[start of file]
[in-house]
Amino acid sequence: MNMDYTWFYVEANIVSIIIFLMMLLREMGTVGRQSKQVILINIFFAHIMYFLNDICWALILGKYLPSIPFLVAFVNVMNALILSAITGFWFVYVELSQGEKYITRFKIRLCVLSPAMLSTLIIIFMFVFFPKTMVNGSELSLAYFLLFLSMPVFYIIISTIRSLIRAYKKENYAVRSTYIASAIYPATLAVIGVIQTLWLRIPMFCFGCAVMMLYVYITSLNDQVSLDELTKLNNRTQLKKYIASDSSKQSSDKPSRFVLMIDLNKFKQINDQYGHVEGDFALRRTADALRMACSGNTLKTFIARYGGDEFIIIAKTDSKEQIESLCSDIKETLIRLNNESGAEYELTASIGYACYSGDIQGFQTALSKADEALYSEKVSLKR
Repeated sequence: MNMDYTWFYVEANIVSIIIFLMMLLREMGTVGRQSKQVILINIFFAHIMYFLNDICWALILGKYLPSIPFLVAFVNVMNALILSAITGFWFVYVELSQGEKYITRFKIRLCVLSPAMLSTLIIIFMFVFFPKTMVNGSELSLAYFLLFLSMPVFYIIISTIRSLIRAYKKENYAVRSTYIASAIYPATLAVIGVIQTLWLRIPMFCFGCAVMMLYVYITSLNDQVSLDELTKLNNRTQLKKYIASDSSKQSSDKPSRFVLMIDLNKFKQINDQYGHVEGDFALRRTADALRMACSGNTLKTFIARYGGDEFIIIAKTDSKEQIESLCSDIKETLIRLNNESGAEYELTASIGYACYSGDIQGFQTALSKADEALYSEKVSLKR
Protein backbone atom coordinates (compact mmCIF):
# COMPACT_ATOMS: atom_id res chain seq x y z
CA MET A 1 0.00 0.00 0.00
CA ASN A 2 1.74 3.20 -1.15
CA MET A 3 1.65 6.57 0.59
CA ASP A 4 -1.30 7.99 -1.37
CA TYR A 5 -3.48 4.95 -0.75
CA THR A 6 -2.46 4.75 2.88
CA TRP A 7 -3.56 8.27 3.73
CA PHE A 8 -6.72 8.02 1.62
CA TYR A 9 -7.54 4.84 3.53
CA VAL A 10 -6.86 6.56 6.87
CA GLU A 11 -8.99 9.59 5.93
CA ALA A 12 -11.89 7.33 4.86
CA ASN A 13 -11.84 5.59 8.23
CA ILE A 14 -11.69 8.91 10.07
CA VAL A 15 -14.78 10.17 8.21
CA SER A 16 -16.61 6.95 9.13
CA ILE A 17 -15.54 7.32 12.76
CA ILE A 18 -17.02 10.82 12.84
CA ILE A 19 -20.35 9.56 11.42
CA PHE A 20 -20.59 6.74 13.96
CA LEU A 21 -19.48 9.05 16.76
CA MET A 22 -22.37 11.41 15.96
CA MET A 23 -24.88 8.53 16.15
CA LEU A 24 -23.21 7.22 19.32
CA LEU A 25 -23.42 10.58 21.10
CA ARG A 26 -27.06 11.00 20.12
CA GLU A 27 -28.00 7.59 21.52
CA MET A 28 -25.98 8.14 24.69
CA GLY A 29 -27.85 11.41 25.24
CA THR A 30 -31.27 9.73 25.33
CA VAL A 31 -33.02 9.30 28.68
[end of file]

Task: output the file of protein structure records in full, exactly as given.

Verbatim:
[in-house]
Amino acid sequence: MNMDYTWFYVEANIVSIIIFLMMLLREMGTVGRQSKQVILINIFFAHIMYFLNDICWALILGKYLPSIPFLVAFVNVMNALILSAITGFWFVYVELSQGEKYITRFKIRLCVLSPAMLSTLIIIFMFVFFPKTMVNGSELSLAYFLLFLSMPVFYIIISTIRSLIRAYKKENYAVRSTYIASAIYPATLAVIGVIQTLWLRIPMFCFGCAVMMLYVYITSLNDQVSLDELTKLNNRTQLKKYIASDSSKQSSDKPSRFVLMIDLNKFKQINDQYGHVEGDFALRRTADALRMACSGNTLKTFIARYGGDEFIIIAKTDSKEQIESLCSDIKETLIRLNNESGAEYELTASIGYACYSGDIQGFQTALSKADEALYSEKVSLKR
Repeated sequence: MNMDYTWFYVEANIVSIIIFLMMLLREMGTVGRQSKQVILINIFFAHIMYFLNDICWALILGKYLPSIPFLVAFVNVMNALILSAITGFWFVYVELSQGEKYITRFKIRLCVLSPAMLSTLIIIFMFVFFPKTMVNGSELSLAYFLLFLSMPVFYIIISTIRSLIRAYKKENYAVRSTYIASAIYPATLAVIGVIQTLWLRIPMFCFGCAVMMLYVYITSLNDQVSLDELTKLNNRTQLKKYIASDSSKQSSDKPSRFVLMIDLNKFKQINDQYGHVEGDFALRRTADALRMACSGNTLKTFIARYGGDEFIIIAKTDSKEQIESLCSDIKETLIRLNNESGAEYELTASIGYACYSGDIQGFQTALSKADEALYSEKVSLKR
Protein backbone atom coordinates (compact mmCIF):
# COMPACT_ATOMS: atom_id res chain seq x y z
CA MET A 1 0.00 0.00 0.00
CA ASN A 2 1.74 3.20 -1.15
CA MET A 3 1.65 6.57 0.59
CA ASP A 4 -1.30 7.99 -1.37
CA TYR A 5 -3.48 4.95 -0.75
CA THR A 6 -2.46 4.75 2.88
CA TRP A 7 -3.56 8.27 3.73
CA PHE A 8 -6.72 8.02 1.62
CA TYR A 9 -7.54 4.84 3.53
CA VAL A 10 -6.86 6.56 6.87
CA GLU A 11 -8.99 9.59 5.93
CA ALA A 12 -11.89 7.33 4.86
CA ASN A 13 -11.84 5.59 8.23
CA ILE A 14 -11.69 8.91 10.07
CA VAL A 15 -14.78 10.17 8.21
CA SER A 16 -16.61 6.95 9.13
CA ILE A 17 -15.54 7.32 12.76
CA ILE A 18 -17.02 10.82 12.84
CA ILE A 19 -20.35 9.56 11.42
CA PHE A 20 -20.59 6.74 13.96
CA LEU A 21 -19.48 9.05 16.76
CA MET A 22 -22.37 11.41 15.96
CA MET A 23 -24.88 8.53 16.15
CA LEU A 24 -23.21 7.22 19.32
CA LEU A 25 -23.42 10.58 21.10
CA ARG A 26 -27.06 11.00 20.12
CA GLU A 27 -28.00 7.59 21.52
CA MET A 28 -25.98 8.14 24.69
CA GLY A 29 -27.85 11.41 25.24
CA THR A 30 -31.27 9.73 25.33
CA VAL A 31 -33.02 9.30 28.68